Developing the ability to concentrate

Young children are constantly on the move and with boundless energy move quickly from one activity to the next. They have so much energy they are actually hit with an overwhelming urge to move onto something else. Again this is almost incomprehensible to adults.

As a child matures their attention span develops and matures over time.

Passive to active. – When your child was a baby they could only look at and interact with objects directly in their line of sight. As a toddler they then develop the ability to look around and choose objects. As they continue to grow they will begin to make choices. It is then up to the adult to help the child make the right decisions.

Unsystematic to systematic searching. –  A baby will just gaze at objects in a haphazard way and then put the other end in their mouth. As a baby becomes a toddler it will begin to investigate the object systematically and methodically. As they continue to grow, they will begin to make choices on what they search for, becoming more able to discern what is and what is not of interest to them.

Broad to selective. – A baby struggles with filtering out other sources of information. Toddlers however are able to concentrate more selectively. Eventually children are able to multi-task, after all even young children can play a DS and watch television at the same time.

What can parents do to help improve concentration?

  • Minimise distractions
  • Avoid games and television that foster short attention spans
  • Actively encourage children to look for things
  • Create a quiet area
  • Keep the house tidy
  • Develop with the child, as a child progresses so must the parent
  • Encourage use of eye contact
  • Bring your child to your local YogaBugs class

 

YogaBugs and Concentration

The ability to concentrate is a key life skill. All YogaBugs classes are specially designed to improve concentration for young children by combining fun with exercise; children go on wild adventures where they may roar like a lion or blast into outer space. Through our creative visualisation techniques in our classes we help all children believe they are unique and special.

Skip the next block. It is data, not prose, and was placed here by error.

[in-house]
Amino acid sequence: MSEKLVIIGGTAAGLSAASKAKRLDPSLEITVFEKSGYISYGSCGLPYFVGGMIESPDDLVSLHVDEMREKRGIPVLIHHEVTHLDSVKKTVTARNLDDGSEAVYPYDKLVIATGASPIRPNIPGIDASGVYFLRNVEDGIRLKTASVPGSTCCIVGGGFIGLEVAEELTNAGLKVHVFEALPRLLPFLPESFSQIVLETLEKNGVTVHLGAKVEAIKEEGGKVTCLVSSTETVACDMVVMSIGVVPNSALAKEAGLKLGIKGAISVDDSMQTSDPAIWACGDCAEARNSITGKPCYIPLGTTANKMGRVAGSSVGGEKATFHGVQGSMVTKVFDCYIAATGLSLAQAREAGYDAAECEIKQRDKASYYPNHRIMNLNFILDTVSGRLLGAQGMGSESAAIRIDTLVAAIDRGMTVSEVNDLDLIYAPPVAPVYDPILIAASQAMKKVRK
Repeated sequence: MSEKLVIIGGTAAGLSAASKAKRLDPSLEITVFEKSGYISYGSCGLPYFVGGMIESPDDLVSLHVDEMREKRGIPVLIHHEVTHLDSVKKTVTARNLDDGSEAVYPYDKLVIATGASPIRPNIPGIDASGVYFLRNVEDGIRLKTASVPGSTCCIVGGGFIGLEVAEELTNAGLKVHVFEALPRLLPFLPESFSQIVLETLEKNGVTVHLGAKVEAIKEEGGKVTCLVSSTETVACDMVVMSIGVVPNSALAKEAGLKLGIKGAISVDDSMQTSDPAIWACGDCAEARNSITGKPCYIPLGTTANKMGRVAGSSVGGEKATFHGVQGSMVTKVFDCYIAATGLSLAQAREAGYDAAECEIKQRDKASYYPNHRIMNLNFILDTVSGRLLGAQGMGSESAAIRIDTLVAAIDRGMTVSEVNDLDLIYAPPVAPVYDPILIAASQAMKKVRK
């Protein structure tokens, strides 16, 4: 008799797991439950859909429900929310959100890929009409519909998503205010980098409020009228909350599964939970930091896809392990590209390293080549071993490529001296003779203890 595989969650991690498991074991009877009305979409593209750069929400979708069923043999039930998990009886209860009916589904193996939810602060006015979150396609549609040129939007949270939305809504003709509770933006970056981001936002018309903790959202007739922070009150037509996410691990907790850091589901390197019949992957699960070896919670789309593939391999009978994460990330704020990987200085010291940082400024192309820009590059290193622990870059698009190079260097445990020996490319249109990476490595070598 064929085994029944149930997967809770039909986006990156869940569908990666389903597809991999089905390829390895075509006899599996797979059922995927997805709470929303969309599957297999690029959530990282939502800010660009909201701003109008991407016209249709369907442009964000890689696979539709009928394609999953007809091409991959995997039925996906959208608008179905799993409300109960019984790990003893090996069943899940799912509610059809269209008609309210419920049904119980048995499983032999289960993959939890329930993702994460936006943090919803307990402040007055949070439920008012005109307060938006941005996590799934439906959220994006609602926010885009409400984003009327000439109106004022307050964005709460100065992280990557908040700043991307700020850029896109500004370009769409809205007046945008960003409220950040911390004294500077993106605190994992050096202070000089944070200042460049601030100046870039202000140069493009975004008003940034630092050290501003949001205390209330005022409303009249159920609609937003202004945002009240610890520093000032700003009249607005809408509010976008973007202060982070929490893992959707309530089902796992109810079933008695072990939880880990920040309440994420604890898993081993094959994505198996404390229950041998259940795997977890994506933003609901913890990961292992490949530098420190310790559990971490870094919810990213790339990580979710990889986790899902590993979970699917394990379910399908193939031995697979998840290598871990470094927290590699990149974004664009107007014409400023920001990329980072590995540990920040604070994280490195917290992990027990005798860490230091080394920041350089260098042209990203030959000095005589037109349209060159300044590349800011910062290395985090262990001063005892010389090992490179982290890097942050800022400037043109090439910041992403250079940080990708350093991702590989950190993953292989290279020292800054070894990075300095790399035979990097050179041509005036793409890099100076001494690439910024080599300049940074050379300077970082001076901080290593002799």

To find your local YogaBugs class or to enquire about joining our team of talented franchises and to give something back to the children in your area please visit: www.yogabugs.com / www.yogafranchises.co.uk 

Yoga is now a secular practice

YUP - Down DogVarious traditions of yoga are found in Hinduism, Buddhism and Jainism and it is practised as a spiritual and ascetic discipline. It is of course for many still an integral part of their religion. Yet, yoga has been embraced across the Western world and by people of all races, cultures and most religions. Across the West, yoga with its breath control, simple meditation, and the adoption of specific bodily postures, is widely practised for health and relaxation.

There are many hidden benefits with yoga such as improved concentration, posture and improved strength and flexibility. With YogaBugs unique use of storytelling and adventures told through the medium of yoga there are other benefits to children from when they can walk until the age of 12. These include concentration, core skill development and improved social development.

In the West for the vast majority yoga is totally secular. It is not a medium for teaching religious beliefs. But across the globe yoga instructors have come up against vocal and determined opposition. This was recently highlighted in the United States. The issue of yoga in schools reached a boiling point in California this summer when a family filed a suit against the Encinitas Unified School District after the start of a pilot yoga program in an elementary school. As Reuters notes, a judge refused to block the teaching in July, ruling that ‘yoga at it’s roots is religious.’ but its modern practice is secular and “a distinctly American cultural phenomenon.”

In the USA yoga practitioners simply dismiss such criticisms as a  ’concern of the far right’.  In the UK whilst yoga rarely has to fight such prejudice on religious grounds it is still viewed by some with scepticism. This is despite recommendations from many health organisations including the NHS.

YogaBugs has a crucial role to play going forward. Whilst it uses traditional yoga  postures it inspires children to be physically active and use their imagination. Yoga has simply become a medium of play with many benefits, hidden from the children because they are having great fun. It is learning by stealth. Anyone who ever watches or participates in a YogaBugs class instantly changes their preconceptions and marvels at how the classes work. The children really enjoy them and over time when they attend regularly parents see measurable benefits to their children’s life skills.